Parachute also offers Bread and ‘butter’ (IDR45K/US$3.22) as sides, and it’s one you can’t miss as long as they serve their honey butter for this one. Parachute’s Head Pastry Chef, Ermi Vergiawati, did a swell job with the bread offerings, and the pairing of honey butter makes this a superstar option in our books. 

As raw dishes are not exactly our forte, we have got to give it to Parachute for allowing us to taste tartare in a way that might have turned us into a fan. Their Wagyu Beef Tartare (IDR95K/US$6.79), comprised of local wagyu beef, tempe (yes, you read that right), lemon basil and soy sauce, is a thing of dreams. It tasted just right, and maybe it’s the tempe that made everything much more bearable, but we found ourselves wishing for seconds after those first few bites. 

Believe it or not, every dish we’ve mentioned up to this point were merely starters. The accompaniment of their house cocktails, Shiso Pitahaya (IDR100K/US$7.14) and Juniper Jerry (IDR100K/US$7.14), made for excellent early evening drinks, especially as the sun was setting that afternoon. 

If you’re in for something sweet and not too strong, Shiso’s mix of light rum, butterfly pea syrup, lime juice, raspberry puree, dragon fruit, shiso leaf and egg white is a good choice. On the other hand, Juniper’s mix of gin, passion fruit, mint leaf, butterfly pea syrup, topped with calamansi rosella foam, is a pretty decent alternative, though we do prefer the first. 

Photos: Coconuts Bali
Photos: Coconuts Bali

For the mains, we sampled the Wood-fire Roasted Baby Chicken (IDR135K/US$9.65), served with garden vegetables, ‘hoisin’ sauce, and barley cooked in carrot juice. The barley itself is pretty intriguing (enough that we want more of it) and as fans of any dish featuring chicken, we think they did this one just right.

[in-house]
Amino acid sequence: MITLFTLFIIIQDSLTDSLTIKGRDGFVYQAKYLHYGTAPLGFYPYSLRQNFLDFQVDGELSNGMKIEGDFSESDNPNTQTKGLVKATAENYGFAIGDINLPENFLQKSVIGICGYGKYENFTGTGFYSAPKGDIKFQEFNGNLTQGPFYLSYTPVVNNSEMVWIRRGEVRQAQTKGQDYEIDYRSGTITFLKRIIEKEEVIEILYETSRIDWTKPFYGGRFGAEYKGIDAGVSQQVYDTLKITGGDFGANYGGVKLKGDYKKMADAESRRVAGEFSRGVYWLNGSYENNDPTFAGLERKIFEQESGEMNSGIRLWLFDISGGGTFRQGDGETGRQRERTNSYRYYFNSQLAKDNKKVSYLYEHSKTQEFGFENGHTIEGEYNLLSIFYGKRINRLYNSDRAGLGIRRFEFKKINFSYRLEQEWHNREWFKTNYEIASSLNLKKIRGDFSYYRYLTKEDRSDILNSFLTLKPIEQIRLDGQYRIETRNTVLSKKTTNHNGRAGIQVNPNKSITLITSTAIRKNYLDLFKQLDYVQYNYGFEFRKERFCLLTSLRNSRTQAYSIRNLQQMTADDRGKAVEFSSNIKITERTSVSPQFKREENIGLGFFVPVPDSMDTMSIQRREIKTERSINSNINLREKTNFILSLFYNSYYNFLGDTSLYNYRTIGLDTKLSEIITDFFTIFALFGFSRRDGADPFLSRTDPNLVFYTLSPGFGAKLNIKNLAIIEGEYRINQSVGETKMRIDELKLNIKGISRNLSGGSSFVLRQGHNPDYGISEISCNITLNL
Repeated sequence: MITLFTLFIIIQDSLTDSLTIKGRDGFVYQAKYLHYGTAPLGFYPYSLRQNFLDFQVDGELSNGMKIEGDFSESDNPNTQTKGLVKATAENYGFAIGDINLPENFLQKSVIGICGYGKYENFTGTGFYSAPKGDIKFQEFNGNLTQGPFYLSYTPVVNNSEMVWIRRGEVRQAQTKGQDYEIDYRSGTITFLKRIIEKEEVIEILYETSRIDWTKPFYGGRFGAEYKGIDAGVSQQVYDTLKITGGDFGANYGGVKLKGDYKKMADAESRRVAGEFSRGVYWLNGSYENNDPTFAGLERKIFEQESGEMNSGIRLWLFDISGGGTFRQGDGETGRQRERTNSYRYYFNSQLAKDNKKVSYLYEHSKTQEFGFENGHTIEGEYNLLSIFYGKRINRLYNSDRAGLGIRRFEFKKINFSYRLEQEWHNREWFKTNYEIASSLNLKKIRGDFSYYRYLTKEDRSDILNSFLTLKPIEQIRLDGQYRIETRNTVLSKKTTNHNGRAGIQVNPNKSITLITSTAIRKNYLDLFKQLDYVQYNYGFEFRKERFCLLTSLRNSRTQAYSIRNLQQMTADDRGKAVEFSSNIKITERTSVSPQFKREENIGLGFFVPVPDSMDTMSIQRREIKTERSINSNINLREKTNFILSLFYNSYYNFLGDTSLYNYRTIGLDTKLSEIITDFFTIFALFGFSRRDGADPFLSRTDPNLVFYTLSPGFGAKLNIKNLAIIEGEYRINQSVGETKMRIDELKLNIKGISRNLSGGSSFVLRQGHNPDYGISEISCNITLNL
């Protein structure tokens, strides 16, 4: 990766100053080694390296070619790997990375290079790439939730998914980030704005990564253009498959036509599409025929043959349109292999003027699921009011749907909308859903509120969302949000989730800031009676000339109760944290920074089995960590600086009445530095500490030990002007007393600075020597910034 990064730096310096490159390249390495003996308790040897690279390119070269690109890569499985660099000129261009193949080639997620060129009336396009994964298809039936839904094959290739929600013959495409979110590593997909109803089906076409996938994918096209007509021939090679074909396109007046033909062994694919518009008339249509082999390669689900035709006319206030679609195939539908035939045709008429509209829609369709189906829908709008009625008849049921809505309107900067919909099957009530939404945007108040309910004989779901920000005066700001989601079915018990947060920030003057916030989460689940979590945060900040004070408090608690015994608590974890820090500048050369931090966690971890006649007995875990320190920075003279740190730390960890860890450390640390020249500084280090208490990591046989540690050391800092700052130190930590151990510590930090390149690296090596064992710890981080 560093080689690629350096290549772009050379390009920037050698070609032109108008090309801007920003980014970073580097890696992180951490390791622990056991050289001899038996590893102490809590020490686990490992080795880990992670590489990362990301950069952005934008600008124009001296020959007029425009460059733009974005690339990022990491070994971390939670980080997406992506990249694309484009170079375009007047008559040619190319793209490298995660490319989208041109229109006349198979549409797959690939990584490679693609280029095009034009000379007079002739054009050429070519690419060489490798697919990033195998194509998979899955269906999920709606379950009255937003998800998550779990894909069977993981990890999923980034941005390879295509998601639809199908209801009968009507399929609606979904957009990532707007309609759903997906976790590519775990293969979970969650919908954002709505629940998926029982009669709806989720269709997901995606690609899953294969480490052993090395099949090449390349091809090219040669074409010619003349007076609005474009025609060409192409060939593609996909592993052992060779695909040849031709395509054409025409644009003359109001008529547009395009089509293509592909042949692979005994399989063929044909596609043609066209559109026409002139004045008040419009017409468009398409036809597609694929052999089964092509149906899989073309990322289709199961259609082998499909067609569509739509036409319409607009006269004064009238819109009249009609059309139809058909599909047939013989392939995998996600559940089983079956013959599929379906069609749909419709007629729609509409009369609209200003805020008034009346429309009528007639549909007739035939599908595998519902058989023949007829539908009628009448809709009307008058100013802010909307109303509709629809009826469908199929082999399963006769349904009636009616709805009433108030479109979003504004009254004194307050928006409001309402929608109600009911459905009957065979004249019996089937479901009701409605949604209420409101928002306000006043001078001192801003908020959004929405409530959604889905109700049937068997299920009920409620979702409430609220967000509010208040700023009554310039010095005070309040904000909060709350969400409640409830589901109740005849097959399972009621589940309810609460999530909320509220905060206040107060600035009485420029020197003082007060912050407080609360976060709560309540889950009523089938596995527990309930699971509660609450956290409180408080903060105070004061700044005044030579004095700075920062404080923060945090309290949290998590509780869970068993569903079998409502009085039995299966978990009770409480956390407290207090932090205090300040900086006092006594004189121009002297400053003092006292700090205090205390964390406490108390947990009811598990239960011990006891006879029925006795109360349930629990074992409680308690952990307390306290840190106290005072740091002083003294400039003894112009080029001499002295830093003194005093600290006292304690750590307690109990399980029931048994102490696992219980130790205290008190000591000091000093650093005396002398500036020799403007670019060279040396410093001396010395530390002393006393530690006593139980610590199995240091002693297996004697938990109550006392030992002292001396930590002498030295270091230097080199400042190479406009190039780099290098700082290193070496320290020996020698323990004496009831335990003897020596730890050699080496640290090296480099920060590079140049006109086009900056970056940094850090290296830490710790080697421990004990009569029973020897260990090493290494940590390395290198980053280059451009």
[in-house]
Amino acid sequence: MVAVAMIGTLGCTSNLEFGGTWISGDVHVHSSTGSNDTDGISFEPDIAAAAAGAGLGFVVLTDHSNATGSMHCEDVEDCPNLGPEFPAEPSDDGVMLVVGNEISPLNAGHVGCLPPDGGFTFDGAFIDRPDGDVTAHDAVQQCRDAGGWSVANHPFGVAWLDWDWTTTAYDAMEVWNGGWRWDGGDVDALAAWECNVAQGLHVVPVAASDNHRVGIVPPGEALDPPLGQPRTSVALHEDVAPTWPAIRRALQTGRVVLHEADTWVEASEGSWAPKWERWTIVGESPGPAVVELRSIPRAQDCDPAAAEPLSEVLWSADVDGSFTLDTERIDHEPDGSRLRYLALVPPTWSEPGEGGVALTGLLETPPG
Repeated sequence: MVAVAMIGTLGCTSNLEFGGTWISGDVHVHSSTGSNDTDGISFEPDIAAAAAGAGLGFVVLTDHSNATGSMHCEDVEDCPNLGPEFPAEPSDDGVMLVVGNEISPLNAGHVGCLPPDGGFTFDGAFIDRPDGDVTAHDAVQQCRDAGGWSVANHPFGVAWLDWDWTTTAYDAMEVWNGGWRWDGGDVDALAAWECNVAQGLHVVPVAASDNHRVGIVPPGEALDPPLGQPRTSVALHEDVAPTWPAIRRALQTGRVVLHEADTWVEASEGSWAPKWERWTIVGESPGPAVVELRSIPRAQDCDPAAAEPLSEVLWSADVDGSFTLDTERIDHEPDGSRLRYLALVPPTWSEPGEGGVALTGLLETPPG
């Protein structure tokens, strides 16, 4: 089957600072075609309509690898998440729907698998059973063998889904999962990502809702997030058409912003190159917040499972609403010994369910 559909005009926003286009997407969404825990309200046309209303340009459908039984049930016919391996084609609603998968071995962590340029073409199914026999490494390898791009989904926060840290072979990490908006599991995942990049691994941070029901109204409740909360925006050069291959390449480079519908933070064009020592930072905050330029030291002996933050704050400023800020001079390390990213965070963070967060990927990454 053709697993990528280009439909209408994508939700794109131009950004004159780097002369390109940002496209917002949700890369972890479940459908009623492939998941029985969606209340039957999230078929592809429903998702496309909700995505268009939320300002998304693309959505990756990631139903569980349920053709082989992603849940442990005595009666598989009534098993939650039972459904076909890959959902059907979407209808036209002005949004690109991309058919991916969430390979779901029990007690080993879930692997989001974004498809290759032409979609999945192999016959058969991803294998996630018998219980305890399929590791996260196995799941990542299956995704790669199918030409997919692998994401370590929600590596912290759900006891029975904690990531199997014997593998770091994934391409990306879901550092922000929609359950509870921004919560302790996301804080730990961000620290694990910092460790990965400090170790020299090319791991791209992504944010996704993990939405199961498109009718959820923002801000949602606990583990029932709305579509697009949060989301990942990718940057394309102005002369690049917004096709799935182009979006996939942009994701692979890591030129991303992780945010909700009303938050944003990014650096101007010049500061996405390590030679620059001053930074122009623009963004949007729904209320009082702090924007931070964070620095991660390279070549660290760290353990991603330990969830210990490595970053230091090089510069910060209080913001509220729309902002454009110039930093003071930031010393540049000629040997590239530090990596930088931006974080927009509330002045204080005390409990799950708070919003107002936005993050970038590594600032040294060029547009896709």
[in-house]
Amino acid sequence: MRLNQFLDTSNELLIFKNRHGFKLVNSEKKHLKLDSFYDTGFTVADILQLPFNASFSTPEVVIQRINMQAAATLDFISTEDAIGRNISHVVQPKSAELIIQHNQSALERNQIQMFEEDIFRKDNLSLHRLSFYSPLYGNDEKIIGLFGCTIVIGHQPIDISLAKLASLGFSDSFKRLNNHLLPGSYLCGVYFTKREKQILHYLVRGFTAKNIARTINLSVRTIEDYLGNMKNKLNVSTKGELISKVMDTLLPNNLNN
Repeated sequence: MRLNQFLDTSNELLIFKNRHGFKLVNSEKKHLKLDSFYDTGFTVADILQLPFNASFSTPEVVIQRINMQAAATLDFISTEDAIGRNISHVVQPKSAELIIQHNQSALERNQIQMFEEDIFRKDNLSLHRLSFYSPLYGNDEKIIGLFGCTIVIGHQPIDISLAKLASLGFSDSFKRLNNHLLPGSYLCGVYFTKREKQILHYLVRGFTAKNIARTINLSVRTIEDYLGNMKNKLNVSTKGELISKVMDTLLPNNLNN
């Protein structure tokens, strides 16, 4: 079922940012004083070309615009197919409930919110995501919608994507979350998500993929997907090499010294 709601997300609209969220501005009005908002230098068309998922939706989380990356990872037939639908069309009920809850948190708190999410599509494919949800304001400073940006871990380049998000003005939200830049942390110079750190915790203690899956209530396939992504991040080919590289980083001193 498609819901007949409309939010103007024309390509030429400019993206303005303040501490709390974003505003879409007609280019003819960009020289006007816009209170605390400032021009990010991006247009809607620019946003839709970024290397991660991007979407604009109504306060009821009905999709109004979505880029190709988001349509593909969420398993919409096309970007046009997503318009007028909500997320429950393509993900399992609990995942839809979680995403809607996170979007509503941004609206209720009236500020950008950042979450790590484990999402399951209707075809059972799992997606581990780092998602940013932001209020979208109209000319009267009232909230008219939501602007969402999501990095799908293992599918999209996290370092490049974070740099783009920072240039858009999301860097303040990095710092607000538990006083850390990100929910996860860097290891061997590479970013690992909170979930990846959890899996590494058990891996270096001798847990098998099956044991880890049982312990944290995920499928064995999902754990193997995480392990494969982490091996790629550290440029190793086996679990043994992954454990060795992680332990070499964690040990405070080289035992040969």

The Grilled Octopus (IDR115K/US$8.22), which consists of black rice, tofu-chili aioli and sweet potato, was more for the “okay” category for us. The black rice was a little too dry and tasted somewhat bland, and compared to the other dishes we sampled that night, it ended up being underwhelming. 

However, the grilled ‘Fish of the Day’ Fillet (IDR120K/US$8.57), comprising of laksa, spring garlic and clams, offers yet another twist of Indonesian flavors that we previously enjoyed. And yes, it’s definitely thanks to that laksa sauce satisfying our Southeast Asian taste buds. 

Some might say a meal is incomplete without dessert, and so we argue that even those with very little room to spare after that big meal would still be able to enjoy the Camembert and Passion Fruit (IDR80K/US$5.72). Served on top of a thin sourdough crisp, the camembert mousse and passion fruit gel is light enough to fulfill your cravings for a sweet aftertaste. 

Camembert and Passion Fruit and Baked Cheese Tart. Photos: Coconuts Bali

Parachute’s Pumpkin and Jackfruit (IDR80K/US$5.72), comprised of pumpkin cake served with jackfruit and coconut yoghurt salad, pineapple redux and pumpkin seed meringue, is decidedly not the night’s best performer, and we find it somewhat forgettable even with jackfruit in the mix. Their Baked Cheese Tart (IDR45K/US$3.22), on the other hand, is a winner for a different occasion. We would’ve savored the whole portion if we weren’t so full. We’ll probably pair it with unsweetened hot coffee or tea for another time. 

We can’t speak for or compare Parachute to when it first opened to the public last year, but presently, food offerings at this establishment are simple with a touch of the experimental, offering heaps of Indonesian twists and flavors that we hope to see more across the island. Bonus points for enjoying all that in style under one big parachute? We think so. 


Parachute Bali is at Jl. Subak Sari 13 No. 8-4
Berawa, Canggu
8am-12am, everyday
+62 813 3742 3010